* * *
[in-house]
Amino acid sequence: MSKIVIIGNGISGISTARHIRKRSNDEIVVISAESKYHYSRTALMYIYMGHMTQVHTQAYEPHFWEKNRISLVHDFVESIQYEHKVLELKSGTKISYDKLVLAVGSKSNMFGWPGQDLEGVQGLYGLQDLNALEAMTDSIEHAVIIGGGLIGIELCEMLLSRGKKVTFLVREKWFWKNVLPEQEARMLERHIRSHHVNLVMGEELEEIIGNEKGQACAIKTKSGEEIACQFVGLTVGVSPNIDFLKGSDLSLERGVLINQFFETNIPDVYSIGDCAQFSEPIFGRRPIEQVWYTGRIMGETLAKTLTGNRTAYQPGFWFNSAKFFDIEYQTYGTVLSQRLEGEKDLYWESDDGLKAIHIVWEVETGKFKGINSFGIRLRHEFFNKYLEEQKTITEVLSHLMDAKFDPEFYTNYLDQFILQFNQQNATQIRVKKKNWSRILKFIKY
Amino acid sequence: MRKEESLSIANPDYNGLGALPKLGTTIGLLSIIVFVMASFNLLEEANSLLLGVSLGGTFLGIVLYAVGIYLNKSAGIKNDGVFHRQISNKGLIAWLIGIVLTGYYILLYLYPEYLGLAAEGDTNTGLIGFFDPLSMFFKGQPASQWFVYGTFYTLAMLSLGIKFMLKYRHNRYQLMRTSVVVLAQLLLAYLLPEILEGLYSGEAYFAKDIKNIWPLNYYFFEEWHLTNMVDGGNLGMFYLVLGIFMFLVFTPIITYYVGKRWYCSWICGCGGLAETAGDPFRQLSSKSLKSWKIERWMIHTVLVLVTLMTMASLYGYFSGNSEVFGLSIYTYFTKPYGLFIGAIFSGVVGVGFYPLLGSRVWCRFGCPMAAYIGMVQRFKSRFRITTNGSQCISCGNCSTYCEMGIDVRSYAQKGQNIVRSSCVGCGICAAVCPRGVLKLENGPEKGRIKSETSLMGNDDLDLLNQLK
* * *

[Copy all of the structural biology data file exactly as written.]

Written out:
[in-house]
Amino acid sequence: MSKIVIIGNGISGISTARHIRKRSNDEIVVISAESKYHYSRTALMYIYMGHMTQVHTQAYEPHFWEKNRISLVHDFVESIQYEHKVLELKSGTKISYDKLVLAVGSKSNMFGWPGQDLEGVQGLYGLQDLNALEAMTDSIEHAVIIGGGLIGIELCEMLLSRGKKVTFLVREKWFWKNVLPEQEARMLERHIRSHHVNLVMGEELEEIIGNEKGQACAIKTKSGEEIACQFVGLTVGVSPNIDFLKGSDLSLERGVLINQFFETNIPDVYSIGDCAQFSEPIFGRRPIEQVWYTGRIMGETLAKTLTGNRTAYQPGFWFNSAKFFDIEYQTYGTVLSQRLEGEKDLYWESDDGLKAIHIVWEVETGKFKGINSFGIRLRHEFFNKYLEEQKTITEVLSHLMDAKFDPEFYTNYLDQFILQFNQQNATQIRVKKKNWSRILKFIKY
Amino acid sequence: MRKEESLSIANPDYNGLGALPKLGTTIGLLSIIVFVMASFNLLEEANSLLLGVSLGGTFLGIVLYAVGIYLNKSAGIKNDGVFHRQISNKGLIAWLIGIVLTGYYILLYLYPEYLGLAAEGDTNTGLIGFFDPLSMFFKGQPASQWFVYGTFYTLAMLSLGIKFMLKYRHNRYQLMRTSVVVLAQLLLAYLLPEILEGLYSGEAYFAKDIKNIWPLNYYFFEEWHLTNMVDGGNLGMFYLVLGIFMFLVFTPIITYYVGKRWYCSWICGCGGLAETAGDPFRQLSSKSLKSWKIERWMIHTVLVLVTLMTMASLYGYFSGNSEVFGLSIYTYFTKPYGLFIGAIFSGVVGVGFYPLLGSRVWCRFGCPMAAYIGMVQRFKSRFRITTNGSQCISCGNCSTYCEMGIDVRSYAQKGQNIVRSSCVGCGICAAVCPRGVLKLENGPEKGRIKSETSLMGNDDLDLLNQLK